Indigo has been on my mind a lot recently. I finally got around to reading Jenny Balfour-Paul’s classic book Indigo in the Arab World (Routledge, 1997) and ten days or so ago I returned from a brief trip to Ouagadougou in Burkina Faso where I had passed an enjoyable week looking around for more Mossi indigo wrappers. These soft faded old cloths are among the best sellers in our shop (cushions made from them can be seen in the Andalusian estate on the cover of October 2012 issue of World of Interiors.) Since then the post from Burkina has been bringing large bags of the cloths in their various shades, recalling Balfour-Paul’s wonderful list - in eighteenth century Europe “dyers classified indigo colours into thirteen separate shades, beginning with the lightest: ‘milk-blue, pearl-blue, pale-blue, flat-blue, middling-blue, sky-blue, queen’s blue, turkish-blue, watchet-blue, garter-blue, mazareen-blue, deep-blue, and very deep or navy-blue (or ‘infernal blue’).” (page 117.)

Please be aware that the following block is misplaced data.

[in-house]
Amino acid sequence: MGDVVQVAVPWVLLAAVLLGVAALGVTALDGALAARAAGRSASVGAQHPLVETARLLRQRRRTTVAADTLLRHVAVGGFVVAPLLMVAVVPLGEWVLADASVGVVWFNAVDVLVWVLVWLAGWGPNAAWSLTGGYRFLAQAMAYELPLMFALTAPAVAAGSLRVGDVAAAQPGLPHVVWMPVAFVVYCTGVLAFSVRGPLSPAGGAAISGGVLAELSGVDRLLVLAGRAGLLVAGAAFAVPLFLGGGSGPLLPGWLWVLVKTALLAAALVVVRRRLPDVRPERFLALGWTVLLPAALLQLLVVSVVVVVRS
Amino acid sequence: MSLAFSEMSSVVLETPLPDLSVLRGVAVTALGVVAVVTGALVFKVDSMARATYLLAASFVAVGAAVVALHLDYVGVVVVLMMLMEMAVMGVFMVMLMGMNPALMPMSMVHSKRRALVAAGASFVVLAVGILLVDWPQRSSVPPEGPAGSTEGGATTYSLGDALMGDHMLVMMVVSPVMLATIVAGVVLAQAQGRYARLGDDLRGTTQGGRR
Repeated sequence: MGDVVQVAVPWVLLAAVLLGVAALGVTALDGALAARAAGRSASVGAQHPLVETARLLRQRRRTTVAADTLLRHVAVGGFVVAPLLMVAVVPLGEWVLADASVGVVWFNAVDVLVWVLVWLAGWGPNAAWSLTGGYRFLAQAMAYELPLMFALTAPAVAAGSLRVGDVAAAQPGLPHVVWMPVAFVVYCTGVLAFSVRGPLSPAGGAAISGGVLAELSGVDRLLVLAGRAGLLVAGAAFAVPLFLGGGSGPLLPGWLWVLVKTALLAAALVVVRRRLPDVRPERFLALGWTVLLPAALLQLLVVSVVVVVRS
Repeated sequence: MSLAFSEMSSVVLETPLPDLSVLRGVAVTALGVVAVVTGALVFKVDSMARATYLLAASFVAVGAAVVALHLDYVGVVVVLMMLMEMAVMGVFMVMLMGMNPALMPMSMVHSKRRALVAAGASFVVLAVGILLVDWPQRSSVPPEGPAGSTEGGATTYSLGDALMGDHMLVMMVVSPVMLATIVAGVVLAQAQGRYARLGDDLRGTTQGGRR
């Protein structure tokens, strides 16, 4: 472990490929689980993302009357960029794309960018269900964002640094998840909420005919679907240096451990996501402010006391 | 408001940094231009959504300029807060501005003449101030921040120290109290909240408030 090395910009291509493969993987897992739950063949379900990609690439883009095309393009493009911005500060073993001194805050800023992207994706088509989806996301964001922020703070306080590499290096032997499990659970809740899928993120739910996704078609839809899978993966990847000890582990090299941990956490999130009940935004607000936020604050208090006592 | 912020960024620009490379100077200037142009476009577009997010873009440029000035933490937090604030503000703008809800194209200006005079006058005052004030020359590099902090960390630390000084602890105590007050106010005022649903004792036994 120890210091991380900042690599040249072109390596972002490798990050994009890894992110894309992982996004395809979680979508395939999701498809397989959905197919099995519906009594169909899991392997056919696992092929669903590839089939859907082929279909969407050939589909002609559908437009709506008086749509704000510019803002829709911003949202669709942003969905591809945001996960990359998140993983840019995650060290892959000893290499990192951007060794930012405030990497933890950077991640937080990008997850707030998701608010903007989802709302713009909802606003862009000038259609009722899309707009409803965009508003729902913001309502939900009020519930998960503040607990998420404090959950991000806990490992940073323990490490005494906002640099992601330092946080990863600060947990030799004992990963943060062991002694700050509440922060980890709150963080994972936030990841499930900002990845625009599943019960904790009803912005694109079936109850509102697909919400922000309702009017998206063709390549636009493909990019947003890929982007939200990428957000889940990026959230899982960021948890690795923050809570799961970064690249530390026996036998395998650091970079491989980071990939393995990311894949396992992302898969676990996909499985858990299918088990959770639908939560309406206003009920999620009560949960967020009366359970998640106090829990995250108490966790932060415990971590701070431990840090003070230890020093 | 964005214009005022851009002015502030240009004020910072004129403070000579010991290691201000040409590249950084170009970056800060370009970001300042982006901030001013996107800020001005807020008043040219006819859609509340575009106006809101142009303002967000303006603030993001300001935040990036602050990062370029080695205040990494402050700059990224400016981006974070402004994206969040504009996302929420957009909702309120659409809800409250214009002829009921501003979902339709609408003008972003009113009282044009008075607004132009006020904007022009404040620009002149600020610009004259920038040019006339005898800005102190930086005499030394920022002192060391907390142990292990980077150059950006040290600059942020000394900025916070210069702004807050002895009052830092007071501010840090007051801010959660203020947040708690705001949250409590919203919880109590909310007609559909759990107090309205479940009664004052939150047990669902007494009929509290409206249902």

On our cloths it is years of rigorous hand washing and drying under the fierce Saharan sun that have created the range of shades rather than the initial dyeing.
In the mid-C20th postcard above the cones of thatch cover the indigo dye pits to maintain them at the correct temperature. Two indigo wrappers may be seen hanging at the right of the figures.
Click on the images to enlarge.
For some of the Mossi wrappers and other of our vintage indigo cloths for sale click here.